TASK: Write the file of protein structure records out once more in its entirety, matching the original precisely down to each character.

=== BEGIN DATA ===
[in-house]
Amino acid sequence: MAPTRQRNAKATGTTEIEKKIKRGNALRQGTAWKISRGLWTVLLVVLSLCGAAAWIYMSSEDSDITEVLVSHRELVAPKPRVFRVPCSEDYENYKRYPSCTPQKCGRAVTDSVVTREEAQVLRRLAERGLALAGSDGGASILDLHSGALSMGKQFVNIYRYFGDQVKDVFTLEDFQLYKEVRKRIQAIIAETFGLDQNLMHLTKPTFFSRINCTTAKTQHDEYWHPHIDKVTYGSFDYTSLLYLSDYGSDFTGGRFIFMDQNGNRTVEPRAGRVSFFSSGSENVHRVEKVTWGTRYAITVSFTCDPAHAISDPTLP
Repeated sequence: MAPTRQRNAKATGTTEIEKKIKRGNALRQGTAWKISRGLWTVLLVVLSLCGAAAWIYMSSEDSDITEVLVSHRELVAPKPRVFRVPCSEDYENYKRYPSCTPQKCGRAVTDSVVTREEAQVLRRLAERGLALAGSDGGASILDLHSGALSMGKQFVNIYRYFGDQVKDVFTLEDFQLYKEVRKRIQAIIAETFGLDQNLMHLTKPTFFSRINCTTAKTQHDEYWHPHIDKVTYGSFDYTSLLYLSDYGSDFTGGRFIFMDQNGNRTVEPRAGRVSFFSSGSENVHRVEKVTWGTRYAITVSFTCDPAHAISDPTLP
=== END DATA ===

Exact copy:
[in-house]
Amino acid sequence: MAPTRQRNAKATGTTEIEKKIKRGNALRQGTAWKISRGLWTVLLVVLSLCGAAAWIYMSSEDSDITEVLVSHRELVAPKPRVFRVPCSEDYENYKRYPSCTPQKCGRAVTDSVVTREEAQVLRRLAERGLALAGSDGGASILDLHSGALSMGKQFVNIYRYFGDQVKDVFTLEDFQLYKEVRKRIQAIIAETFGLDQNLMHLTKPTFFSRINCTTAKTQHDEYWHPHIDKVTYGSFDYTSLLYLSDYGSDFTGGRFIFMDQNGNRTVEPRAGRVSFFSSGSENVHRVEKVTWGTRYAITVSFTCDPAHAISDPTLP
Repeated sequence: MAPTRQRNAKATGTTEIEKKIKRGNALRQGTAWKISRGLWTVLLVVLSLCGAAAWIYMSSEDSDITEVLVSHRELVAPKPRVFRVPCSEDYENYKRYPSCTPQKCGRAVTDSVVTREEAQVLRRLAERGLALAGSDGGASILDLHSGALSMGKQFVNIYRYFGDQVKDVFTLEDFQLYKEVRKRIQAIIAETFGLDQNLMHLTKPTFFSRINCTTAKTQHDEYWHPHIDKVTYGSFDYTSLLYLSDYGSDFTGGRFIFMDQNGNRTVEPRAGRVSFFSSGSENVHRVEKVTWGTRYAITVSFTCDPAHAISDPTLP